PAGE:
On the old blog, we had comments (which we will have again, once we figure out how to turn them on.) Former OET Chief and current Vice President of Spectrum Policy Robert Weller weighed in on this topic in the comments, as well as Australia's most knowledgable wireless audio pro, Steve Caldwell.

Weller: Antenna diversity only works in a multipath-fading environment. In a line-of-sight environment, it is impossible to generate two uncorrelated fading signals. Since most wireless audio applications are approximately line-of-sight, diversity reception offers only a modest improvement regardless of the antenna separation distance.

Me: Hi Robert, we have done some research into multipath using diversity mic receivers and found using polarization planes as the two variables with our orthogonally cross-polarized Diversity Fin is extremely effective at reducing dropouts caused by multipath. Check it out: http://blog.rfvenue.com/demonstrating-polarization-diversity-with-the-shure-ulx-d

Weller: Polarization diversity is a different story from spatial diversity. While both rely on decorrelation, the underlying mechanisms are different. Using RHC and LHC receive antennas in a pol-diversity arrangement should achieve optimum results when the transmitting antennas are linearly polarized, but I cant recall ever seeing such an application. When CP antennas (such as helicals) are used, they have the same sense of rotation. Some improvement would be expected if they were sold in pairs with opposite polarizations.

Caldwell: Hi Alex, As usual, great article. It should be pointed out that modern diversity receivers don't just use RSSI (received signal strength) to determine diversity activity in the receiver, that is, which antenna (or both) to use, they are a lot more involved than this. More often, demodulated signal quality is used to determine this. This is normally in the fashion of detecting any out-of-audio-band noise present in the demodulated audio, rather than the strength of the RF signal itself. For this reason, the two diversity antennas should be placed far enough apart to be of value spacially, but not so far apart that they would be influenced by significantly different noise levels from other RF sources. More demodulated noise in one antenna will tend to make the receiver favour the alternate antenna, regardless of the RF signal strength from the transmitter its tuned too. This limits the viability of diversity significantly. Similar to this is using different gain settings on the two different antennas. I also agree with your assessment of there being no hard and fast rule regarding the distance between two diversity antennas, and the only time I have taken this distance into account seriously is when the distance from the antennas to the transmitter is excessive. I have found that if the diversity 'triangle' get to accute, then you start to loose diversity effectiveness. For TX to RX antenna distances over 150', I will significantly increase the distance between the two diversity antennas. This has proven to be a most effective principle.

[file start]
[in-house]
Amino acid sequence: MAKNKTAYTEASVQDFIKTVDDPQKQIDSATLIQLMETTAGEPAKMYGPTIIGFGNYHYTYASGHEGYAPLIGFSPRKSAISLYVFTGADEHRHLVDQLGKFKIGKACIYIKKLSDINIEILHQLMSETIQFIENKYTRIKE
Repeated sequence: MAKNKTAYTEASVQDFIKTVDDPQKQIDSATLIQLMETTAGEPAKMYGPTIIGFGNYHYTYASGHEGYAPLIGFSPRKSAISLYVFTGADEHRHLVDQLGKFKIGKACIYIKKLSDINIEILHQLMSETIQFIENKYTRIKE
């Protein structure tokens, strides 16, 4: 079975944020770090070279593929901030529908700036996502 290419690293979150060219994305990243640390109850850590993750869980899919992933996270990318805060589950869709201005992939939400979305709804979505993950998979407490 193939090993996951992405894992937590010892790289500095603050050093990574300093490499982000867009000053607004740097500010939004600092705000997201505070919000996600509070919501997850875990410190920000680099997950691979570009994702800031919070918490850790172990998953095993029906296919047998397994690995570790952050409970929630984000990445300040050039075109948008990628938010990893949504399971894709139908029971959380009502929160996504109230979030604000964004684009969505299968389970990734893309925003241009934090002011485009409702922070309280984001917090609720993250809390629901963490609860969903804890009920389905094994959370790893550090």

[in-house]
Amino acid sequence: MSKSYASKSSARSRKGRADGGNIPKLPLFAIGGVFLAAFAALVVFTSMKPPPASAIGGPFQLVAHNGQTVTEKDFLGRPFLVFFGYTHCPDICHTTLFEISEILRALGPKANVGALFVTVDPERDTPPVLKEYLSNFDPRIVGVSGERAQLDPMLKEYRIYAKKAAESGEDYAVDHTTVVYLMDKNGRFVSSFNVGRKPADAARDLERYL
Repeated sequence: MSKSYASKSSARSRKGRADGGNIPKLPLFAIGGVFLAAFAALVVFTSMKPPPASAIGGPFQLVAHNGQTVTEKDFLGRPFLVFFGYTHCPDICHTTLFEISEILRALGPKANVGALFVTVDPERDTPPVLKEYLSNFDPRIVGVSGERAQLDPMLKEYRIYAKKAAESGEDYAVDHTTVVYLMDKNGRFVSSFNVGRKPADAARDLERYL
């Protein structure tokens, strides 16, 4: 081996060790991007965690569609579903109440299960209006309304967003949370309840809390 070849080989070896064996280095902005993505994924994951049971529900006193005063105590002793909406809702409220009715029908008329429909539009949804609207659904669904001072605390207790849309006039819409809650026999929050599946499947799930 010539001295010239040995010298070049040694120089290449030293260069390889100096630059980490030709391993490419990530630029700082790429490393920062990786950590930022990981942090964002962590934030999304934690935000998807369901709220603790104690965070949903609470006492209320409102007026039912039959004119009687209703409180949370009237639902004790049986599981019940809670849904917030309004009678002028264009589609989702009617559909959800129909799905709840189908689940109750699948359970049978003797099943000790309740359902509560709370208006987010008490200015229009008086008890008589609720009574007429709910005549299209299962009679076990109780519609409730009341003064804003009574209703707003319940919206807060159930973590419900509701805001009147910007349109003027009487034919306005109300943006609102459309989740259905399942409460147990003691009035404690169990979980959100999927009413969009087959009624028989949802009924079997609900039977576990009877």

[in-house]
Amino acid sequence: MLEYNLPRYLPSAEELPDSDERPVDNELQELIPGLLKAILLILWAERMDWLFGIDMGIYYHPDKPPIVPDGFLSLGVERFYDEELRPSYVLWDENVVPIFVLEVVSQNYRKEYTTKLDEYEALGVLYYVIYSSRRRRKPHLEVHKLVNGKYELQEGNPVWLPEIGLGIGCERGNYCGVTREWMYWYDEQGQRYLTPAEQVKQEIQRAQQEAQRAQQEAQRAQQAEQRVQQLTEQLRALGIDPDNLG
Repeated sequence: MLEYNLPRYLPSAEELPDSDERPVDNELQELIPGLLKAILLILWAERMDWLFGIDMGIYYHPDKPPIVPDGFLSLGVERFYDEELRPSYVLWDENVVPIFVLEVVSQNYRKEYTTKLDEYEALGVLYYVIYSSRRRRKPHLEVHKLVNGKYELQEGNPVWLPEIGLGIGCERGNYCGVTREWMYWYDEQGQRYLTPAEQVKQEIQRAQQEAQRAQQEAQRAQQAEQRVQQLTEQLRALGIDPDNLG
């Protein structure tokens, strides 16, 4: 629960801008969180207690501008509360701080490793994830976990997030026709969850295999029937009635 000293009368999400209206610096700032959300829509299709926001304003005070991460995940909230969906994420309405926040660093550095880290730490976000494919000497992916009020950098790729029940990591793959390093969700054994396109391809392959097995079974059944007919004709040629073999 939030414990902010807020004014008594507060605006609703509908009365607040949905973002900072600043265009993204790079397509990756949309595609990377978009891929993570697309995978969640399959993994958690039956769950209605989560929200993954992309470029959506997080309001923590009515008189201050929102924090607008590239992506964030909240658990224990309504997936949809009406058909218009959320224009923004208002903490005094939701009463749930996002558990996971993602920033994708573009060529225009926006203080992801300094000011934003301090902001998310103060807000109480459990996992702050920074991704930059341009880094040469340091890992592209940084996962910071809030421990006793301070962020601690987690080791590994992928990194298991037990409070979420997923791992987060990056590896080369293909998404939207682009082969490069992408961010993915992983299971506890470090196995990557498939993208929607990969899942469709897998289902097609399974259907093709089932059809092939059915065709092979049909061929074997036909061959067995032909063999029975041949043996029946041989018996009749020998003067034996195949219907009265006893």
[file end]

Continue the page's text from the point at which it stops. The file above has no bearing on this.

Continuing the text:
Steve